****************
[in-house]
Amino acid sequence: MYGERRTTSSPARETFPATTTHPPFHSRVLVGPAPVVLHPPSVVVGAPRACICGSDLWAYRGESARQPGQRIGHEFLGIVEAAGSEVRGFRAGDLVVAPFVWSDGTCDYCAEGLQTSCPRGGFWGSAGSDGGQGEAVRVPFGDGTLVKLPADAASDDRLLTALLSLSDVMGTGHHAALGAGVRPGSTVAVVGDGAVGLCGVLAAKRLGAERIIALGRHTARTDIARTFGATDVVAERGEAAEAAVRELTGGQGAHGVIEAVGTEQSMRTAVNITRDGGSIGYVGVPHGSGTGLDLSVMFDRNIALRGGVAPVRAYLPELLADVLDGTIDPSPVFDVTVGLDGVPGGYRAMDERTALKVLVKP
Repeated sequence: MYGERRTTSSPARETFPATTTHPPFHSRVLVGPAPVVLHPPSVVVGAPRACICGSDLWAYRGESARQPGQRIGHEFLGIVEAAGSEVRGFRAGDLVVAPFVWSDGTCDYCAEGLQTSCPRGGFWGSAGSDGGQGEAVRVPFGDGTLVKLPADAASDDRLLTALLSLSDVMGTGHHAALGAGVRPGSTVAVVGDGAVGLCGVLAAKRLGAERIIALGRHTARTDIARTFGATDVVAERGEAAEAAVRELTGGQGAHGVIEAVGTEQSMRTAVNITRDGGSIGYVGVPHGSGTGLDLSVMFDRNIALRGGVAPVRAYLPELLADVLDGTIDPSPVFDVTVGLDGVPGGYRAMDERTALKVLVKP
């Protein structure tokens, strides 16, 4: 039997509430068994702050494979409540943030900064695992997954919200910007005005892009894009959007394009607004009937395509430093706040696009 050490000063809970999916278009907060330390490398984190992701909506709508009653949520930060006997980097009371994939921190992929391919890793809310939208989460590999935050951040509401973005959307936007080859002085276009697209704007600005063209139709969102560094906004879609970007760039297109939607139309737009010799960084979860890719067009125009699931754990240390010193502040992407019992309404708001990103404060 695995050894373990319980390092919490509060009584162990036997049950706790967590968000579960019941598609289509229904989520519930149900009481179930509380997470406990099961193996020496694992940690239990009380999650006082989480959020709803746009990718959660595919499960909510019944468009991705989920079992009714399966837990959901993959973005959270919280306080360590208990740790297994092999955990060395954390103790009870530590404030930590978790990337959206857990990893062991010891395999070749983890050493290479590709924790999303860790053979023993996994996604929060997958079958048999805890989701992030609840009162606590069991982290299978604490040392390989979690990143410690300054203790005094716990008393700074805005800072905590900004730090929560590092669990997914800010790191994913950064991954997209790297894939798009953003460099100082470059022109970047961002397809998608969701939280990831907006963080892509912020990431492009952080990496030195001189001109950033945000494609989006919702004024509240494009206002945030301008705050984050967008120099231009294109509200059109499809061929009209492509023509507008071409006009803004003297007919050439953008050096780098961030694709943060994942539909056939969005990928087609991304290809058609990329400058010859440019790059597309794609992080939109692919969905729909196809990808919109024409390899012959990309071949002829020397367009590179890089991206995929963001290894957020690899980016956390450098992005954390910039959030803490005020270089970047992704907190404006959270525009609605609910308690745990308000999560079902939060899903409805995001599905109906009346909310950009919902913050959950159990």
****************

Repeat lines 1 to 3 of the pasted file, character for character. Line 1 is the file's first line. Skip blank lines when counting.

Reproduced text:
[in-house]
Amino acid sequence: MYGERRTTSSPARETFPATTTHPPFHSRVLVGPAPVVLHPPSVVVGAPRACICGSDLWAYRGESARQPGQRIGHEFLGIVEAAGSEVRGFRAGDLVVAPFVWSDGTCDYCAEGLQTSCPRGGFWGSAGSDGGQGEAVRVPFGDGTLVKLPADAASDDRLLTALLSLSDVMGTGHHAALGAGVRPGSTVAVVGDGAVGLCGVLAAKRLGAERIIALGRHTARTDIARTFGATDVVAERGEAAEAAVRELTGGQGAHGVIEAVGTEQSMRTAVNITRDGGSIGYVGVPHGSGTGLDLSVMFDRNIALRGGVAPVRAYLPELLADVLDGTIDPSPVFDVTVGLDGVPGGYRAMDERTALKVLVKP
Repeated sequence: MYGERRTTSSPARETFPATTTHPPFHSRVLVGPAPVVLHPPSVVVGAPRACICGSDLWAYRGESARQPGQRIGHEFLGIVEAAGSEVRGFRAGDLVVAPFVWSDGTCDYCAEGLQTSCPRGGFWGSAGSDGGQGEAVRVPFGDGTLVKLPADAASDDRLLTALLSLSDVMGTGHHAALGAGVRPGSTVAVVGDGAVGLCGVLAAKRLGAERIIALGRHTARTDIARTFGATDVVAERGEAAEAAVRELTGGQGAHGVIEAVGTEQSMRTAVNITRDGGSIGYVGVPHGSGTGLDLSVMFDRNIALRGGVAPVRAYLPELLADVLDGTIDPSPVFDVTVGLDGVPGGYRAMDERTALKVLVKP